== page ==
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In the last round of Champions League games, Barcelona cruised to victory in both legs against Manchester City. Messi once again looked unstoppable, but in a way that was beneficial to the entire team rather than as detrimentally focused on his talents as was often be the case in 2013 and 2014.

No longer distracted by their strict almost ideological principles, they poured forward, stamping their authority against a club that is so desperate to reach their level of daring, high-flair football and off-field recognition for style and success. As reported by The Guardian, Enrique has spoken of his admiration for the management style of Sir Bobby Robson's tenure, which came after a similar peak under Cruyff.

“As a manager, he had very clear ideas, with an attacking concept of play and an easy and clear philosophy. His natural way of doing things, being very spontaneous, being capable of managing a group, being able to adapt himself to the high expectations of a big team with different circumstances.”

Adaptation, a touch of pragmatism and a will to find a way through the designs and theory to get a result, while still often producing something spectacular: those qualities can certainly be seen in the team's current vintage.

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The 2-1 victory at the Etihad and 1-0 win at the Camp Nou against Manuel Pellegrini is exactly the kind of humbling that PSG will be dreading; another cash-rich club holding pretensions of short-cutting their way to the top tier of European football. As they showed against Chelsea however, Blanc's side have the mental resolve and defensive organisation to hold off a supposedly greater force, even with a depleted team.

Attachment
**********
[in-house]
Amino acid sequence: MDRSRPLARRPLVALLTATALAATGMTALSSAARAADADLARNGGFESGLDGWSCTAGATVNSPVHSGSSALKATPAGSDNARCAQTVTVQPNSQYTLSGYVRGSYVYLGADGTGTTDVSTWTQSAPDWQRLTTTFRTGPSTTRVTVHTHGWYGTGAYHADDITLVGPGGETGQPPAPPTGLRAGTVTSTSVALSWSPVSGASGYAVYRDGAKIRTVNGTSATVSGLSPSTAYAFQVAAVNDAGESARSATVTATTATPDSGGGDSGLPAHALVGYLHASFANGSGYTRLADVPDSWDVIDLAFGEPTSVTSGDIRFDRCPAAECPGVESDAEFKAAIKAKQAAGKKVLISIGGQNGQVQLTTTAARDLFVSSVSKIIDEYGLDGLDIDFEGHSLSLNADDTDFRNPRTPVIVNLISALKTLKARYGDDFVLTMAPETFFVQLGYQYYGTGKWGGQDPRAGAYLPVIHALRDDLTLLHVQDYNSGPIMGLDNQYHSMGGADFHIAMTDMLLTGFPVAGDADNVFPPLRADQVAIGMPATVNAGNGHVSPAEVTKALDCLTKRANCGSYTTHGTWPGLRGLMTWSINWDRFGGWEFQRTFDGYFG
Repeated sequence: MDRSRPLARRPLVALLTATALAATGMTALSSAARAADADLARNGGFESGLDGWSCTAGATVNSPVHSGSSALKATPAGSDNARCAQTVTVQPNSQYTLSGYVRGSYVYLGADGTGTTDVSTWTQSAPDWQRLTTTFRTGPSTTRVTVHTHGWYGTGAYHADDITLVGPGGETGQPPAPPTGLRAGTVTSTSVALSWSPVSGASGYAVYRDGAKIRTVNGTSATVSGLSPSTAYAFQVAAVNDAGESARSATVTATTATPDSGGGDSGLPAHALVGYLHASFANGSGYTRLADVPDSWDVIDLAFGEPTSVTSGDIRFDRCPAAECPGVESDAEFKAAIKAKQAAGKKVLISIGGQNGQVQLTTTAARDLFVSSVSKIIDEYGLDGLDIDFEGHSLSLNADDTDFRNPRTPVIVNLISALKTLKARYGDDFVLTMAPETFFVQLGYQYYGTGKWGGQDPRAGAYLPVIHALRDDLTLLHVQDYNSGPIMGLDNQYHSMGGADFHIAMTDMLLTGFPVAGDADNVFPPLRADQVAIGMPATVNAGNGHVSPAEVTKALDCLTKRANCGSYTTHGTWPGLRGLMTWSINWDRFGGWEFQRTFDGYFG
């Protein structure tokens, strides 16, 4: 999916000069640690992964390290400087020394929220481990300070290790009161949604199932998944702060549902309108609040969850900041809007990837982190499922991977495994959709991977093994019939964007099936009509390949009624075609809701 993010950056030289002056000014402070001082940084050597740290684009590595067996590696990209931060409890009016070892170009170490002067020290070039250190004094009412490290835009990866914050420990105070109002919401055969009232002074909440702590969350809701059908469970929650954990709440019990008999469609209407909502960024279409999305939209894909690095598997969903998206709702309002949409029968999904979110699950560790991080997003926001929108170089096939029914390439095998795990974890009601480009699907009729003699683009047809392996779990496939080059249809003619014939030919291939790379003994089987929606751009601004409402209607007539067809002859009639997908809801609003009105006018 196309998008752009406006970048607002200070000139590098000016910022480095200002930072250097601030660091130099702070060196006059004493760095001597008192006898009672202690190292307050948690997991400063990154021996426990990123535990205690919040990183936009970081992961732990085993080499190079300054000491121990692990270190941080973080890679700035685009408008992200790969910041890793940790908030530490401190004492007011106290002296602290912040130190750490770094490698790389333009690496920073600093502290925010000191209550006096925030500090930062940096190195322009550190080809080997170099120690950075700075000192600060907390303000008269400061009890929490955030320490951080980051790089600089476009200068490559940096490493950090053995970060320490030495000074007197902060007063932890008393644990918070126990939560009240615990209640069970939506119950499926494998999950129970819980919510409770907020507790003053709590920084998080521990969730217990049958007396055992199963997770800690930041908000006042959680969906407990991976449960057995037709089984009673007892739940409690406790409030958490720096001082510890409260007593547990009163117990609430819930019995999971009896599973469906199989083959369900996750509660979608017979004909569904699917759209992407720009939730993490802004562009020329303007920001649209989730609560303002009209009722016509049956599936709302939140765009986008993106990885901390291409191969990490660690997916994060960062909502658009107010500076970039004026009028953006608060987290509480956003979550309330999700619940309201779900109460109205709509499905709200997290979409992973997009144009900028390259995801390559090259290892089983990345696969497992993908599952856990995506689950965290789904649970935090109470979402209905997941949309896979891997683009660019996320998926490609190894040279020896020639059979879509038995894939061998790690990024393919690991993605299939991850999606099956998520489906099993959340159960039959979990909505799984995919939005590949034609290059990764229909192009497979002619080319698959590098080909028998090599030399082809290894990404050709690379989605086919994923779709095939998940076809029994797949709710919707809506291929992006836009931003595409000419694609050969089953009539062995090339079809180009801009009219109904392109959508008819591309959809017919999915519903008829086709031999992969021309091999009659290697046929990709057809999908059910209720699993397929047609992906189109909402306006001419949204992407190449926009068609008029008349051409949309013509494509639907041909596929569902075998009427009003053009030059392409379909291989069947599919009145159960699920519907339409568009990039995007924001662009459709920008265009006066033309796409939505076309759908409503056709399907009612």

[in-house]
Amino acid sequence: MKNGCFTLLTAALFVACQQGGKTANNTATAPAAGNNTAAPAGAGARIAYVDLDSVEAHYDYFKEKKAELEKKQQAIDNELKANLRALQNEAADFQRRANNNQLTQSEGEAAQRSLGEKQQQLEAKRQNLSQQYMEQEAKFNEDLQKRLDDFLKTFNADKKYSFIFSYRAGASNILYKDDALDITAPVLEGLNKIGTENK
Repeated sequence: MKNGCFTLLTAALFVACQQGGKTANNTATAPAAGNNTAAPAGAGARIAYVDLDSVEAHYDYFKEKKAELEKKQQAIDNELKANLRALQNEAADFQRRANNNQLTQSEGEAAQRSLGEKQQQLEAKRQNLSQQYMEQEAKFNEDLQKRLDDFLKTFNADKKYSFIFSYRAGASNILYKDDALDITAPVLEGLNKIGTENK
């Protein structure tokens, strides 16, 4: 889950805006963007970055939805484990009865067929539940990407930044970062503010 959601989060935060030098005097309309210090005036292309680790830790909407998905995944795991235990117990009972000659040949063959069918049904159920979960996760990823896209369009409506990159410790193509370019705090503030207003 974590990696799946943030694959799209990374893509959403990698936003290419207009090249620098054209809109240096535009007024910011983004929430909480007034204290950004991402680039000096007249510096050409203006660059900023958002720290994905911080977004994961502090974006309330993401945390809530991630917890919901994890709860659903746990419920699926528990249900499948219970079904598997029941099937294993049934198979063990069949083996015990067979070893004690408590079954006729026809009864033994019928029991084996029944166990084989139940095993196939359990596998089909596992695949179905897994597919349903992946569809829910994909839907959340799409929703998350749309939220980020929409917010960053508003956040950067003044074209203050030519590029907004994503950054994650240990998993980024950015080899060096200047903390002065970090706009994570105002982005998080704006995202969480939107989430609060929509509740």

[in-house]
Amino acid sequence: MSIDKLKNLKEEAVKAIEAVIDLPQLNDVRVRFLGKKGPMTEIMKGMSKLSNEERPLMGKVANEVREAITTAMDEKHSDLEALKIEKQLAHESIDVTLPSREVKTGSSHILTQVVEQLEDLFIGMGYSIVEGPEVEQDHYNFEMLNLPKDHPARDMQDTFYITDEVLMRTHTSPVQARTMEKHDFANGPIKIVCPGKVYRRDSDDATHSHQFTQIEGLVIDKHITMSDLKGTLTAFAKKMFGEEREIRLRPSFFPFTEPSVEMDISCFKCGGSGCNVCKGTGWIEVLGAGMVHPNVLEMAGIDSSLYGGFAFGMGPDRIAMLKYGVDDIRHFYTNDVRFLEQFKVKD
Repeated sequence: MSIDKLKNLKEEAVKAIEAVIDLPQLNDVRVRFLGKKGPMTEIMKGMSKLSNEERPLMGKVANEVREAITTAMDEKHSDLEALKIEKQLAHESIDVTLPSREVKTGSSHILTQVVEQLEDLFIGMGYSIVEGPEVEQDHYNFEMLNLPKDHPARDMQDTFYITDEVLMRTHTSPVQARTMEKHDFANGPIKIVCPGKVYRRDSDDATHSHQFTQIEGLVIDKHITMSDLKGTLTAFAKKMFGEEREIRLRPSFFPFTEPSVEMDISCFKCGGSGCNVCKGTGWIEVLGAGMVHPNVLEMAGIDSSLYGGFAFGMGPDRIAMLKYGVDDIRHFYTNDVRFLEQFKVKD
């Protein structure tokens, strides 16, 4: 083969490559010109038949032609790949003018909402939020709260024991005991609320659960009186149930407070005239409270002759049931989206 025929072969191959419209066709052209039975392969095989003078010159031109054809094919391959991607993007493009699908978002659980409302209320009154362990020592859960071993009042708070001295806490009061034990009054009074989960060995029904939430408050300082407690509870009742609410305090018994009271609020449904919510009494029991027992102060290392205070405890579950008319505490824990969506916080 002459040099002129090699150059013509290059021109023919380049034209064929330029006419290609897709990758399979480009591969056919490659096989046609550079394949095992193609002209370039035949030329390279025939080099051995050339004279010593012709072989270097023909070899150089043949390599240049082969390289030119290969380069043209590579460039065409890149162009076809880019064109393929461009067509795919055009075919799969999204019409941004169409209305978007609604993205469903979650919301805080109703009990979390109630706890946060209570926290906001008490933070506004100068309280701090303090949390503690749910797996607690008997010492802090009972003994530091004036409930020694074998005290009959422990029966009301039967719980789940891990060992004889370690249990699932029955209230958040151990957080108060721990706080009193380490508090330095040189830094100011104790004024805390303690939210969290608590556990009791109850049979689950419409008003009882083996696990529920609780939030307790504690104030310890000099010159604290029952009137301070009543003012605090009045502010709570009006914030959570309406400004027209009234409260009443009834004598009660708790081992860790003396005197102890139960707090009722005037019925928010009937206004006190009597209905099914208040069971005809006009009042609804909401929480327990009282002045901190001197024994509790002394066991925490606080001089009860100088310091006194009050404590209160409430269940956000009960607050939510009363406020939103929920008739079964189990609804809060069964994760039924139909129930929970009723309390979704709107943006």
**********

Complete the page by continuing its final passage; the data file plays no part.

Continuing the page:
Even so, Barcelona are being tipped as one of the hot favourites to progress and potentially claim this season's Champions League crown. They may no longer be the irresistible force of total domination, technical mastery and tactical supremacy but their newly pneumatic counter-attacking spring and exceptional attackers make them a force to be reckoned with. A loss of dogma has led to an increase in effectiveness. They have intensity and clarity with their direct running and threat on the break.

It may not be a style of play as rarefied and distinct as in the tiki-taka years, but if Enrique can deliver the biggest trophy in Europe few will complain. For a club that has defined itself as one of the archetypal sides of the modern era, and truly carved out a run of time as belonging to them and their genius, they perhaps lack the trophy count to match. A total of four titles, including one European Cup and three Champions League wins is hardly a record to be sniffed at, but with that first title only coming in 1991, they could still be considered a club making up for lost time given the teams that wore their colours in the many decades prior to the last three.

With a bit of luck, Lucho's Barcelona can make it five in 2015, nine years on from Rijkaard's success in Europe. Though the all-encompassing, top-to-bottom philosophy of the recent past may currently have been benched, it is only dormant. Now is the time for instinctiveness, talent and individuals to rise up and fill the gap until the time – and personnel – are right to once again take the next step forward.

Greg Johnson for Squawka – @gregianjohnson